Jessica Derschowitz
March 11, 2016 AT 12:00 PM EST

In Demolition, Jake Gyllenhaal plays a man who takes a sledgehammer to his life (figuratively, yes, but a few actual walls come crashing down, too) and builds himself back up with some help from a kindred spirit, her son, and some good old-fashioned rock music.

The film, directed by Wild and Dallas Buyers Club helmer Jean-Marc Vallée, stars Gyllenhaal as Davis, a successful investment banker struggling after his wife dies in a car crash. Initially numb and in need of someone to talk to, he begins composing complaint letters to a vending machine company as an outlet for his grief. Those letters end up in the hands of a customer service employee (Naomi Watts), sparking an unexpected friendship with her and her angsty, classic-rock loving son.

EW is premiering an exclusive Demolition clip (above), as well as the film’s SXSW poster (below) ahead of its U.S. premiere at the Austin festival on Saturday. In this scene, Davis finds himself far removed from his once-thriving professional life. Rowdy, careless and disheveled, he enters his office, with a harsh reality check waiting from his boss, who also happens to be the father of his late wife (Chris Cooper).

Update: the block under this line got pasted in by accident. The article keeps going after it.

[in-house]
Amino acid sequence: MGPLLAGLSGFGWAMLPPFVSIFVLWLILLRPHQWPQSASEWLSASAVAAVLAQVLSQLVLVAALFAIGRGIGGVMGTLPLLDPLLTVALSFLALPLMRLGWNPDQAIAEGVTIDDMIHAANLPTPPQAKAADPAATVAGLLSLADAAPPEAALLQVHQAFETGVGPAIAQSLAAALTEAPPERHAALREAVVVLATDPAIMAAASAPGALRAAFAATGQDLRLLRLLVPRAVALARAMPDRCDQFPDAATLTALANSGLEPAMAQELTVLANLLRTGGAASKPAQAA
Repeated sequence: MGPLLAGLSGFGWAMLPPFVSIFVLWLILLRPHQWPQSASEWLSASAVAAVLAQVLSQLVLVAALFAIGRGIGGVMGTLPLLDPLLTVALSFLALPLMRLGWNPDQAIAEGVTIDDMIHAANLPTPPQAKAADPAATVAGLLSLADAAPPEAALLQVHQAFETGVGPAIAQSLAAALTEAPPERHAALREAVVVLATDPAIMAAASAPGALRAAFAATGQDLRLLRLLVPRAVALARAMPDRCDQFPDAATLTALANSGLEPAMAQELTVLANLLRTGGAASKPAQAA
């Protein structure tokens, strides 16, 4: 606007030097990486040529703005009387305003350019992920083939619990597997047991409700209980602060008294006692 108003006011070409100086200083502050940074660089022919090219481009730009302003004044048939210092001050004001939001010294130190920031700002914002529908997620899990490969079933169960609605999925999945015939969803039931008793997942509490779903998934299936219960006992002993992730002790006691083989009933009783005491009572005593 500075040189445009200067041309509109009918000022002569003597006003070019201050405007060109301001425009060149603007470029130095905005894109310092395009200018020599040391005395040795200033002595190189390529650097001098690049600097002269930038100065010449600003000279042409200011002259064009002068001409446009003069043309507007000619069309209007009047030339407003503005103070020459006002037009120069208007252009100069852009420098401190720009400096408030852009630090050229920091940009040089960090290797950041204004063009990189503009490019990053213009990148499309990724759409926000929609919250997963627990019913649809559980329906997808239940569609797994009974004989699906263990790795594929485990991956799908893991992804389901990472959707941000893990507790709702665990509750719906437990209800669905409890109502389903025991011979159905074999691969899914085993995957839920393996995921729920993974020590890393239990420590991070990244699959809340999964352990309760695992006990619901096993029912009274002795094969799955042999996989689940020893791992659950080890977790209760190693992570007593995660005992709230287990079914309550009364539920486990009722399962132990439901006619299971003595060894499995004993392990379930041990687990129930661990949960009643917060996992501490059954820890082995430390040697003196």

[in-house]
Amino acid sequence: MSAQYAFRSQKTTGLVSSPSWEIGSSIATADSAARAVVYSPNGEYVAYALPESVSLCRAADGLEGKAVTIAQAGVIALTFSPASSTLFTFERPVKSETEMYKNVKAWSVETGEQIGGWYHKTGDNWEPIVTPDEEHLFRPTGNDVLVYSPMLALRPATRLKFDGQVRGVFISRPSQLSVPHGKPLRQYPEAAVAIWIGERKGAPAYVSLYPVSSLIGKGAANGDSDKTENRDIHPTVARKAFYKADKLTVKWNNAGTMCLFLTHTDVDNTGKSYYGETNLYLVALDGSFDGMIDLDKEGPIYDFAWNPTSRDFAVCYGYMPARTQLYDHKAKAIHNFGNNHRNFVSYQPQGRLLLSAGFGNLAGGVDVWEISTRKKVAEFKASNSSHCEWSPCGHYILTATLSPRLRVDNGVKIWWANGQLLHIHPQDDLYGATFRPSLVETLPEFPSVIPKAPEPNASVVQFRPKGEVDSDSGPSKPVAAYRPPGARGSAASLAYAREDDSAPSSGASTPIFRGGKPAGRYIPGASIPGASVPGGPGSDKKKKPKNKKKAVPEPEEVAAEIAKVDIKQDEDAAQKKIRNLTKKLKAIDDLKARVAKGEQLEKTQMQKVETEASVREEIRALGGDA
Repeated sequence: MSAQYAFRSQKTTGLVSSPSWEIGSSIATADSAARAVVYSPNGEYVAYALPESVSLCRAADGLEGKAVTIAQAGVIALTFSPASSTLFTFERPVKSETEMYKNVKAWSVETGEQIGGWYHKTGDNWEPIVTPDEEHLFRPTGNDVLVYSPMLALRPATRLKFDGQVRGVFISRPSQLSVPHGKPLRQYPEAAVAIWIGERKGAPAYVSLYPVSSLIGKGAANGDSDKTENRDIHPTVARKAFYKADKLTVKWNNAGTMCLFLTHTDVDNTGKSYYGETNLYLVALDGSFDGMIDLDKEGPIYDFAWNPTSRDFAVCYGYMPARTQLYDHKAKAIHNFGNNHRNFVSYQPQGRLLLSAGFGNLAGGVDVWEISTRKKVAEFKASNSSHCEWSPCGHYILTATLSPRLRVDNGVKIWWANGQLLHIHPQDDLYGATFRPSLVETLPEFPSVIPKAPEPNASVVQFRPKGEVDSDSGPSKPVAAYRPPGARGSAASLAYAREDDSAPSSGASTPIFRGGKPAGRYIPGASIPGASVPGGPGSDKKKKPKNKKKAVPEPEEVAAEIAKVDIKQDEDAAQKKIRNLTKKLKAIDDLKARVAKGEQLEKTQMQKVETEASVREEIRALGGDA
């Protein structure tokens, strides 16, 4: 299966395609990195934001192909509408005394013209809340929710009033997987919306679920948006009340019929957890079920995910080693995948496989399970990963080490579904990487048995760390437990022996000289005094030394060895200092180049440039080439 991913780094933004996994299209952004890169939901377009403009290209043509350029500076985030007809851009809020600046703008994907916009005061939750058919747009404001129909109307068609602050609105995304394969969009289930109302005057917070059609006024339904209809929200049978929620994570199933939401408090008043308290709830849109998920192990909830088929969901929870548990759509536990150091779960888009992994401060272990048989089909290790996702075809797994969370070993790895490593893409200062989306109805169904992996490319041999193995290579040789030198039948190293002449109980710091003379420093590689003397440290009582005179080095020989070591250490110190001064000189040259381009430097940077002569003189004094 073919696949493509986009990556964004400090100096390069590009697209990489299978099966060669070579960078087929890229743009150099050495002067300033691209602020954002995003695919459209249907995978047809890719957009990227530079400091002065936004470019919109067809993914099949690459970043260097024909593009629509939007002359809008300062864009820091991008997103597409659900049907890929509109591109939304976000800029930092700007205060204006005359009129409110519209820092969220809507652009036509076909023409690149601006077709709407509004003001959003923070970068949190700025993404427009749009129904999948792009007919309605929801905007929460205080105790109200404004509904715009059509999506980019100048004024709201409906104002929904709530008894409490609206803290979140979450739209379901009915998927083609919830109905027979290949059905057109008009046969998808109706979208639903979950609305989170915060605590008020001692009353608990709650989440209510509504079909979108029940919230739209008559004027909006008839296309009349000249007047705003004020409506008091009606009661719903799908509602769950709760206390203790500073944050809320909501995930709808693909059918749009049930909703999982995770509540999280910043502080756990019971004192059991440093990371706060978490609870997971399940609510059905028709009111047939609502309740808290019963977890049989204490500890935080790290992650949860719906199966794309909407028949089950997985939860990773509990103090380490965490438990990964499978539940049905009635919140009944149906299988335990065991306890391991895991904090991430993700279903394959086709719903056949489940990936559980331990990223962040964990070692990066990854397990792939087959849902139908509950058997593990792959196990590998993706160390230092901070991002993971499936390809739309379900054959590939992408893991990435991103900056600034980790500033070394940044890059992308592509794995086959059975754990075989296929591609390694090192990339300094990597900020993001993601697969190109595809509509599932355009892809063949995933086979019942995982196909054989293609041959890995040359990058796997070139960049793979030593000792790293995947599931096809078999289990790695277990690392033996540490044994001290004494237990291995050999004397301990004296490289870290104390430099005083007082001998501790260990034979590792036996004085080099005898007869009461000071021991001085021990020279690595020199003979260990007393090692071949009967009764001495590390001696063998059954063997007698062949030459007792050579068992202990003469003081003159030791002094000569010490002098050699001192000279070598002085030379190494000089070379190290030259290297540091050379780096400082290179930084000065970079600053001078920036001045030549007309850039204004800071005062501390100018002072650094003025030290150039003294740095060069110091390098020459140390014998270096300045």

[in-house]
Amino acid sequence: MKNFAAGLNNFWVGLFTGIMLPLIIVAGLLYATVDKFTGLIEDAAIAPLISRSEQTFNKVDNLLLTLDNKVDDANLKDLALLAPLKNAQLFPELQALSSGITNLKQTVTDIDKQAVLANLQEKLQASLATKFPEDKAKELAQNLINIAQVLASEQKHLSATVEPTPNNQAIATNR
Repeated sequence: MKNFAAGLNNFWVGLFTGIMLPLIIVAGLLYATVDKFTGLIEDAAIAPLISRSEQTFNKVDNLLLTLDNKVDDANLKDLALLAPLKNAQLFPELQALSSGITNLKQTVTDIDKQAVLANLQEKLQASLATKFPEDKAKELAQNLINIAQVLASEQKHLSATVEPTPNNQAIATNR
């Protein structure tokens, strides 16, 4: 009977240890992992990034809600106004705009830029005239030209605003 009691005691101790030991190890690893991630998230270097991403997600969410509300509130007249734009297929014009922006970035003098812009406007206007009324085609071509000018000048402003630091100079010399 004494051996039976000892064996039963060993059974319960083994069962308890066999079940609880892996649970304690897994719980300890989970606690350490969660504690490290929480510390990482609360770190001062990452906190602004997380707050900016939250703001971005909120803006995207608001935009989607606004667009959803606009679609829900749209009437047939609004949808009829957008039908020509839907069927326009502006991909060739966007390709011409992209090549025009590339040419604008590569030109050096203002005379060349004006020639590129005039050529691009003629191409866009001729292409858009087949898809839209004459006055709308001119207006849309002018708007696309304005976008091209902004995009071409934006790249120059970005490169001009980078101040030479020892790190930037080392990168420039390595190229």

“It was ad-libbed as we were shooting,” Vallée says of filming Gyllenhaal’s dance moves, set to the sounds of “Mr. Big” by Free. “I showed a clip to Jake. I said, look at this guy dancing. You know, what’s it like to dance in the streets of New York like this, and just go wild? And he went, ‘Oh, yeah. F–k yeah. Let’s do this.’”

“We were shooting at the office and we had permission to shoot in the streets around the office, but then — we were a small crew, hiding the camera, we had production assistants and producers with some boards saying if you cross this line you might be in a feature film, so all the extras are accidental extras, and Jake just had a headset and he’s having fun with the music and just going wild,” the director says. “We knew we wanted to have this moment where this guy is telling society and the system, f–k off, I’m going to do it my own way.”

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Vallée, who had been slated to direct Demolition following Dallas Buyers Club but ultimately delayed it until after Wild, calls the film both a “deeply touching” meditation on grief and a story that celebrates life and love — with a knock-everything-down, march-to-your-own-drummer ethos.

“The film has the spirit of rock and roll,” he says. “I wanted this film, with this character, to have this rock and roll feel, with rock and roll songs, but the script has this feeling of making a lot of noise, telling your parents I’m gonna do it my own way, telling the establishment I’m gonna do it this way. It’s the most rock and roll film I’ve made.”

 

After its bow at SXSW, Demolition will arrive in theaters on April 8.

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